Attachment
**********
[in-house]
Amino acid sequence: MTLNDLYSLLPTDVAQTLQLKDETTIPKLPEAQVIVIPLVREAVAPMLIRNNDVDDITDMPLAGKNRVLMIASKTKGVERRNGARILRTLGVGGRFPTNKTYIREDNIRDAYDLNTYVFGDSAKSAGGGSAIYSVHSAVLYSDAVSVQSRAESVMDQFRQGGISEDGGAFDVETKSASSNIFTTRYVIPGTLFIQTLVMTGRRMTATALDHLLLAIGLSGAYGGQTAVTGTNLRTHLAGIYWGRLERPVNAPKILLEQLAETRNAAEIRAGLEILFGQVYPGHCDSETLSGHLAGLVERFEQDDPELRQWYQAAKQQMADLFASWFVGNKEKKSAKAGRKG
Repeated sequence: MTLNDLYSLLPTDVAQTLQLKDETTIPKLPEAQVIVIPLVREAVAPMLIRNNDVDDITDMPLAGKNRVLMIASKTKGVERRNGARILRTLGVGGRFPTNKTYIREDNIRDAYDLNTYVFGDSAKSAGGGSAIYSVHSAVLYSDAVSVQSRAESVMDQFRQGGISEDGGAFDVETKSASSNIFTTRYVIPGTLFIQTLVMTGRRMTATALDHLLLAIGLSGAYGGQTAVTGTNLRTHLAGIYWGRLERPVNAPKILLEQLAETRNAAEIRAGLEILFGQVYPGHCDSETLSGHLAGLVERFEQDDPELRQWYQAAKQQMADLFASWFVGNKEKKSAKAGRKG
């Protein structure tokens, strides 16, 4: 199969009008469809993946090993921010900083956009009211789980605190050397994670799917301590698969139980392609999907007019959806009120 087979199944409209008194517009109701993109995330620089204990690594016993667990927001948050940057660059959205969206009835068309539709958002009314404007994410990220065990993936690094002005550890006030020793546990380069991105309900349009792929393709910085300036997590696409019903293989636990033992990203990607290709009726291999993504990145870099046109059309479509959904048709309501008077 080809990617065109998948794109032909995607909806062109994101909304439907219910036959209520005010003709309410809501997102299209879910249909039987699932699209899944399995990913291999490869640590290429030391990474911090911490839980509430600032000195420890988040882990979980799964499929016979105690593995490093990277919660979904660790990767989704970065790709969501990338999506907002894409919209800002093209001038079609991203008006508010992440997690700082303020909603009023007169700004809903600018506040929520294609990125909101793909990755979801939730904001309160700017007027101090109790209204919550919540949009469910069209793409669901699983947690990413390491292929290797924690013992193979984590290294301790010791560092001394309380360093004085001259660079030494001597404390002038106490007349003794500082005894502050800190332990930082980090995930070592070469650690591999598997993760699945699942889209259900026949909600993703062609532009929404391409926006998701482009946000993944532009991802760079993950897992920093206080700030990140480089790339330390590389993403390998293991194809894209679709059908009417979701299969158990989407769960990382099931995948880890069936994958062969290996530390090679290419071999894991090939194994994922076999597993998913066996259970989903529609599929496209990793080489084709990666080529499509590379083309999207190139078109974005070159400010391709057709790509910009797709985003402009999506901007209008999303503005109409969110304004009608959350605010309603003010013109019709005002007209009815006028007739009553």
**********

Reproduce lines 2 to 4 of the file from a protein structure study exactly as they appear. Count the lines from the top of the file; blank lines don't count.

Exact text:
Amino acid sequence: MTLNDLYSLLPTDVAQTLQLKDETTIPKLPEAQVIVIPLVREAVAPMLIRNNDVDDITDMPLAGKNRVLMIASKTKGVERRNGARILRTLGVGGRFPTNKTYIREDNIRDAYDLNTYVFGDSAKSAGGGSAIYSVHSAVLYSDAVSVQSRAESVMDQFRQGGISEDGGAFDVETKSASSNIFTTRYVIPGTLFIQTLVMTGRRMTATALDHLLLAIGLSGAYGGQTAVTGTNLRTHLAGIYWGRLERPVNAPKILLEQLAETRNAAEIRAGLEILFGQVYPGHCDSETLSGHLAGLVERFEQDDPELRQWYQAAKQQMADLFASWFVGNKEKKSAKAGRKG
Repeated sequence: MTLNDLYSLLPTDVAQTLQLKDETTIPKLPEAQVIVIPLVREAVAPMLIRNNDVDDITDMPLAGKNRVLMIASKTKGVERRNGARILRTLGVGGRFPTNKTYIREDNIRDAYDLNTYVFGDSAKSAGGGSAIYSVHSAVLYSDAVSVQSRAESVMDQFRQGGISEDGGAFDVETKSASSNIFTTRYVIPGTLFIQTLVMTGRRMTATALDHLLLAIGLSGAYGGQTAVTGTNLRTHLAGIYWGRLERPVNAPKILLEQLAETRNAAEIRAGLEILFGQVYPGHCDSETLSGHLAGLVERFEQDDPELRQWYQAAKQQMADLFASWFVGNKEKKSAKAGRKG
């Protein structure tokens, strides 16, 4: 199969009008469809993946090993921010900083956009009211789980605190050397994670799917301590698969139980392609999907007019959806009120 087979199944409209008194517009109701993109995330620089204990690594016993667990927001948050940057660059959205969206009835068309539709958002009314404007994410990220065990993936690094002005550890006030020793546990380069991105309900349009792929393709910085300036997590696409019903293989636990033992990203990607290709009726291999993504990145870099046109059309479509959904048709309501008077 080809990617065109998948794109032909995607909806062109994101909304439907219910036959209520005010003709309410809501997102299209879910249909039987699932699209899944399995990913291999490869640590290429030391990474911090911490839980509430600032000195420890988040882990979980799964499929016979105690593995490093990277919660979904660790990767989704970065790709969501990338999506907002894409919209800002093209001038079609991203008006508010992440997690700082303020909603009023007169700004809903600018506040929520294609990125909101793909990755979801939730904001309160700017007027101090109790209204919550919540949009469910069209793409669901699983947690990413390491292929290797924690013992193979984590290294301790010791560092001394309380360093004085001259660079030494001597404390002038106490007349003794500082005894502050800190332990930082980090995930070592070469650690591999598997993760699945699942889209259900026949909600993703062609532009929404391409926006998701482009946000993944532009991802760079993950897992920093206080700030990140480089790339330390590389993403390998293991194809894209679709059908009417979701299969158990989407769960990382099931995948880890069936994958062969290996530390090679290419071999894991090939194994994922076999597993998913066996259970989903529609599929496209990793080489084709990666080529499509590379083309999207190139078109974005070159400010391709057709790509910009797709985003402009999506901007209008999303503005109409969110304004009608959350605010309603003010013109019709005002007209009815006028007739009553």